Tennessee underfunded TSU by billions of dollars after Biden Administration study
U.S. Education and Agriculture secretaries sent letters to 16 governors showcasing the disparity in funding between land-grant HBCUs and non-HBCUs.
NASHVILLE, Tenn. (WSMV) - Tennessee State University is one of the many land grant institutions that is owed billions of dollars, according to federal leaders.
The U.S. Secretary of Education and the U.S. The Secretary of Agriculture sent letters to 16 governors across the nation showcasing the disparity in funding between land-grant Historically Black Colleges and Universities in comparison to their non-HBCU land-grant peers.
“At the end of the day it means what’s right for TSU and that means doing what’s right for our students,” said TSU President Dr. Glenda Glover.
Glover said she’s glad to know the federal agencies are taking steps to help try to repay land grant institutions. The report said money is owed to more than a dozen HBCUs across the nation.
“It means a lot to know that someone has taken a look at this and has said, ‘Here’s your portion TSU, here’s your portion A&T, here’s your portion FAMU,’” said Glover.
The letter cites available data from the National Center for Education Statistics (NCES) Integrated Postsecondary Education Survey (IPEDS) which ranges from 1987 to 2020. The new release said it calculated the amount that these institutions would have received if their state funding per student were equal to the 1862 institutions.
“Unequitable appropriated funding of the 1890 institutions in the states ranges from $172 million to $2.1 billion, causing severe financial gaps. In the last 30 years alone, these funds could have supported vital and much-needed infrastructure and student services and would have better positioned the recipient universities to compete for grants to increase educational opportunity for students,” cites the USDA press release.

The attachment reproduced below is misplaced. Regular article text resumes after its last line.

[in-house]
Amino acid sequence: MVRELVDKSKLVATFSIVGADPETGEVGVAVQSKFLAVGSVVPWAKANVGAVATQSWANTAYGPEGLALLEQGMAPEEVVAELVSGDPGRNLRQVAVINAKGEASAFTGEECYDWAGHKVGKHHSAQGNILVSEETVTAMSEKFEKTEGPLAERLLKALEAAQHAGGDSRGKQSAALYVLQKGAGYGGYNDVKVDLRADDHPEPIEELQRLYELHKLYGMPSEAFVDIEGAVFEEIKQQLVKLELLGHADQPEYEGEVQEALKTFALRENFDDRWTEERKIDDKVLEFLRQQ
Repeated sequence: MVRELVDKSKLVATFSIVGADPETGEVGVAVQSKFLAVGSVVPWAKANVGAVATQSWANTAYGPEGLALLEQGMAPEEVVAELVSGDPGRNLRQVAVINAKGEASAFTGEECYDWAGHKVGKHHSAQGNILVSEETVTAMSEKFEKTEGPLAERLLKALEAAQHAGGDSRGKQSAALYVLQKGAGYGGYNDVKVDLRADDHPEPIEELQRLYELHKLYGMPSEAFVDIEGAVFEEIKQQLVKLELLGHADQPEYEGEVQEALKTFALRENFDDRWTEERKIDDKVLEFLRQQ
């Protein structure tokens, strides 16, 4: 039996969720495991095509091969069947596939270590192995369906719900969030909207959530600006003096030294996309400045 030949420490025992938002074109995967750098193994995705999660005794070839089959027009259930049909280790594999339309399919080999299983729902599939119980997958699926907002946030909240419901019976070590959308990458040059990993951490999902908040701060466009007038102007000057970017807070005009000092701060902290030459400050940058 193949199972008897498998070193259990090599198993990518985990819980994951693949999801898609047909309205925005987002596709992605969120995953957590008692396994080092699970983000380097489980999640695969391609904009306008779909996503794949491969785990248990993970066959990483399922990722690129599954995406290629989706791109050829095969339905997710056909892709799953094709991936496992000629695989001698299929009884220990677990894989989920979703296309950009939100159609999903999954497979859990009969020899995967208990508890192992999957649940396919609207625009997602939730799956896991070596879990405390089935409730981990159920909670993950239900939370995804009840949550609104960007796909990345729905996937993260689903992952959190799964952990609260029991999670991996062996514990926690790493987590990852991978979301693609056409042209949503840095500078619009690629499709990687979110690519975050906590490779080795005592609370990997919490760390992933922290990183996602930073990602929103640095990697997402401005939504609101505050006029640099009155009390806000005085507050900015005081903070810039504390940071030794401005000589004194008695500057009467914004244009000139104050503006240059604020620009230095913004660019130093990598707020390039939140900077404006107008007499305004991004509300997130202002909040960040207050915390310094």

“Unacceptable funding inequities have forced many of our nation’s distinguished Historically Black Colleges and Universities to operate with inadequate resources and delay critical investments in everything from campus infrastructure to research and development to student support services,” said U.S. Secretary of Education Miguel Cardona. “I am continually inspired by all that HBCUs have achieved despite having to punch above their weight.”
“We could have had the infrastructure, the housing, the scholarship dollars that we need, the academics, new academic programs. New programs are what higher education is all about. You want to meet the needs of a competitive public,” said Glover.
Last fall, the university reached record enrollment but couldn’t house all of the students. Then the state’s comptroller’s office put out a report about the university mishandling admissions, housing, and scholarships.
“We could have 3,300 students every year if we had the housing for them. The state has the $2.1 billion dollars that belongs to TSU and TSU gets blamed for having too many students and not enough residence halls because we didn’t have enough money to build the residence halls,” Glover said.
The $2.1 billion that federal leaders said TSU is owed is more than the $544 million that a state joint land grant committee said is due to the university.
State Rep. Harold Love Jr., D-Nashville, who worked on the state’s joint land grant committee and is an alumnus of the university, said he’s hopeful the money will be given to the school.
“We have been able to identify those pockets where improvements could have been made funding Tennessee State. That gives me hope,” said Love.
State leaders have already approved $250 million for the university’s infrastructure. Tennessee Governor Bill Lee said he remains committed to supporting the success of TSU.
So far, Lee has worked with the Tennessee General Assembly to deliver a total of $532 million dollars to support the university.
“For TSU, not having this level of funding means that our students are not getting what they need financially. We make do on a shoestring budget and make sure we produce great marketable competitive students,” said Glover.
Glover plans to meet the Secretary of Agriculture and the Secretary of Education to see how they calculated that number which she said will be helpful to her as she meets with the state legislature.
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